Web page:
Minnesota car dealers took to federal court Wednesday to fight proposed changes to the state’s emissions rules for new automobiles, saying that the state’s ongoing rulemaking is preempted by federal environmental laws.
The regulations at issue would bring Minnesota’s emissions standards for new car sales up to par with those enforced in California. Minnesota would be the first Midwestern state to take up that elevated — and contested — standards, which were made possible by an Environmental Protection Agency waiver revoked in 2019.
Fourteen other states and the District of Columbia have also adopted the standard, which sets low targets for greenhouse-gas emissions and proportional minimums for zero-emission vehicles offered for sale to consumers.
In a complaint in federal court, the Minnesota Auto Dealers Association argued that the revocation of that waiver means Minnesota’s ability to imitate California’s standards is preempted by the Clean Air Act and the Energy Policy and Conservation Act, two federal laws that grant the power to make emissions and fuel economy standards to the EPA and Secretary of Transportation, respectively.
“[The Minnesota Pollution Control Agency] admits that the rule making process is ‘unusual’ because the proposed rule cannot take effect until three things happen,” attorney Byron Starns wrote in the dealers’ complaint.
Those three things, he continued, included the resolution of litigation over California’s waiver, the EPA and National Highway Traffic Safety Administration reverse course and restore the waiver, and Minnesota meets federal requirements to impose the same rules.
“This could be at least years from now and possibly never,” Starns wrote.
By design, there is no middle ground for automakers in these regulations, said Carolyn Berninger, a policy analyst for the Minnesota Center for Environmental Advocacy. The group was heavily involved in advocating for the rules. California was grandfathered in because heavy air pollution spurred it to make emissions rules before the federal ones were imposed, she said, creating a two-standard system for American cars.
“The idea there is to avoid what we call the third car,” Berninger said. “If every state was able to set its standards however it chooses, that would make it very difficult for automakers.”
MADA president Scott Lambert argued that adopting California standards simply doesn’t make sense in Minnesota. California-standard cars are more expensive, he said, and the state’s electric-car requirements don’t meet Minnesota’s demand.
“The rules put pretty aggressive goals down for selling electric vehicles, and we are not a Southern California climate,” Lambert said. “We are a northern climate, and it is cold here three months out of the year. And the demand for electric vehicles is low here, in Minnesota.”
He emphasized that dealers aren’t opposed to electric vehicles on principle, but that the infrastructure improvements needed to stock and sell them could be too costly to keep up with drivers’ demand.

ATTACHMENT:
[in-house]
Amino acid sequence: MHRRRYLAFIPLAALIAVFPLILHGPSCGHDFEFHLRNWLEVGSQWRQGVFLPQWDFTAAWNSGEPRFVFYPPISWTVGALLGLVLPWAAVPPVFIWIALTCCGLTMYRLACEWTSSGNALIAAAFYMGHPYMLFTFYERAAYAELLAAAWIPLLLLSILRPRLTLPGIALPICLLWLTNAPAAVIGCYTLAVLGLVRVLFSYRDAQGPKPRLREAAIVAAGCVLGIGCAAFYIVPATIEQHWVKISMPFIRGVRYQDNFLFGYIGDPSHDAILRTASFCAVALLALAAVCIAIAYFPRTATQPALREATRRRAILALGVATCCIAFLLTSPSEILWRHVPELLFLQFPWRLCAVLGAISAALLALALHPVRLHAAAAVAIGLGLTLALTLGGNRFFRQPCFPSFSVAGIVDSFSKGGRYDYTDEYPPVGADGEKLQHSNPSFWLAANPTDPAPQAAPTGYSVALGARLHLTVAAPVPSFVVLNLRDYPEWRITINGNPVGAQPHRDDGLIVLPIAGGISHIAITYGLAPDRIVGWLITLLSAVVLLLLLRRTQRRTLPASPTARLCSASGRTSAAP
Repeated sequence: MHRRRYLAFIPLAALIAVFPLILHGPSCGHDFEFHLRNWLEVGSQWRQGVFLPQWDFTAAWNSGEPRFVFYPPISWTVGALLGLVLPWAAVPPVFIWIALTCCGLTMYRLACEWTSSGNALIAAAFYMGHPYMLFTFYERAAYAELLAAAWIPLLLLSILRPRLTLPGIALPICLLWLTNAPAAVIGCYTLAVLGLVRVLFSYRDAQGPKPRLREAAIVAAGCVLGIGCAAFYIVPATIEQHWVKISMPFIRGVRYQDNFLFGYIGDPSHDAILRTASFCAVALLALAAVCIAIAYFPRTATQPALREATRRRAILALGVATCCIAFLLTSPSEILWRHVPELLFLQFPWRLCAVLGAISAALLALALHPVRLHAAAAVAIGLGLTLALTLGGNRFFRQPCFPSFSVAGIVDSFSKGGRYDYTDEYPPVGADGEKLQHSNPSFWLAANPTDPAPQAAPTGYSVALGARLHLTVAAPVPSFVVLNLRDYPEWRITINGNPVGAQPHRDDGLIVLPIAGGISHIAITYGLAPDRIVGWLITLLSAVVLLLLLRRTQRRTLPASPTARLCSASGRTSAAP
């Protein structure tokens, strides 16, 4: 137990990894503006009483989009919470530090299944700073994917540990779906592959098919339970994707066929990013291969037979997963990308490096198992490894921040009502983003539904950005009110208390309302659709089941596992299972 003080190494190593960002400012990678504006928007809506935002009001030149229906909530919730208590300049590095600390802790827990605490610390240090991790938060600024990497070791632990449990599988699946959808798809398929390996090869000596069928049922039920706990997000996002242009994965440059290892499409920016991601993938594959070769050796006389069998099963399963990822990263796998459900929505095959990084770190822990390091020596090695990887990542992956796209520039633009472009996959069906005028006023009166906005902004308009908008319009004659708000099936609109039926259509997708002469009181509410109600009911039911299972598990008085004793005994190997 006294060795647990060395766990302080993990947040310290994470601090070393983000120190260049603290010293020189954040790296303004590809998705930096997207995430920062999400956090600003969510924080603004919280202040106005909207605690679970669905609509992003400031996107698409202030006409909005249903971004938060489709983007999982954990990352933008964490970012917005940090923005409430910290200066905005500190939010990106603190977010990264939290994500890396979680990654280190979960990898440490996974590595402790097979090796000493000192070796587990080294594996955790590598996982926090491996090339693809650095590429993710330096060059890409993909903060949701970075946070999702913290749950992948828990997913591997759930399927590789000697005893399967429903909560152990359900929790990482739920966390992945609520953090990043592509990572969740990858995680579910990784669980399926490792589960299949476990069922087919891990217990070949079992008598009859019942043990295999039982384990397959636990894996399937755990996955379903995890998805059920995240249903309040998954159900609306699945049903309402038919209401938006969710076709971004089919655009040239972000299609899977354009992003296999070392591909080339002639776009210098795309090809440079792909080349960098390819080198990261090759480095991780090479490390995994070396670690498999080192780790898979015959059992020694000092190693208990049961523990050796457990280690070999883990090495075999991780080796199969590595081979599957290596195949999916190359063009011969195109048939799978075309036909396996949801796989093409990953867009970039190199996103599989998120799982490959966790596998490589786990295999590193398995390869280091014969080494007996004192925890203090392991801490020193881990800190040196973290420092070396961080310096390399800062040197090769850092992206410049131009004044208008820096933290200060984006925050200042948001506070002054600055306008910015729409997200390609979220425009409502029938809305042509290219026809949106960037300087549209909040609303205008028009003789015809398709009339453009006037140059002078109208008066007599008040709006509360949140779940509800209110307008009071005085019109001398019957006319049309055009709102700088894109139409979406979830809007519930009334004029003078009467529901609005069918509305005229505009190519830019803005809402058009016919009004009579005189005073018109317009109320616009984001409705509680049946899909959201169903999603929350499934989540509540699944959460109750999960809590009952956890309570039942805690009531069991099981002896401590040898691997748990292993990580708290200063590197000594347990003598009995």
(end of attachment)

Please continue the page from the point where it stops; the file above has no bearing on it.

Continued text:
“Minnesota automobile dealers will sell whatever the consumer wants. We are here to serve the public, and to get them whatever they need. The reality is now that consumers don’t want electric vehicles, and when they want ‘em, we’ll stock ‘em,” Lambert said.
Berninger, meanwhile, pointed out that having a stock of electric vehicles on their lots would incentivize dealers to promote the cars more in an effort to drive demand up. She also pointed out that electric and low-emissions models aren’t widely available in Minnesota, with manufacturers selling most of their stock to the states who already have the rules in place.
“The majority of these new makes and models, right now, would go to these coastal states that have those standards, and Minnesotans don’t have access to those,” Berninger said. “Consumer choice is a big motivator for adopting the rules here.”
MPCA spokesman Darin Broton said in a statement that low-emission vehicles are not news in Minnesota, and pointed out that the state’s Legislature had set a goal to reduce greenhouse gas emissions by 80% by 2050.
“Minnesota’s proposed clean car standards for low emission vehicles are used in all new cars, trucks and SUVs sold in Minnesota since 2012 and already adopted in 14 states with Nevada and New Mexico also seeking adoption,” Broton wrote. “Auto dealers in Minnesota have been successfully selling more stringent low-emission vehicles since 2012, and they can meet Minnesota’s proposed standards for years to come.”
Public comment on the issue is planned for February, and the standards would not be adopted until the 2025 model year, giving dealers a two-year period to acquire tradable credits for the sale of electric vehicles.
Despite this, Lambert said he doesn’t have much faith in that process, leading the MADA to file their lawsuit.
“There’s nothing that can stop this. If the MPCA wants to move forward, they can move forward,” he said. “They have been very dismissive of our concerns, and rulemaking is a freight train that can’t be stopped.”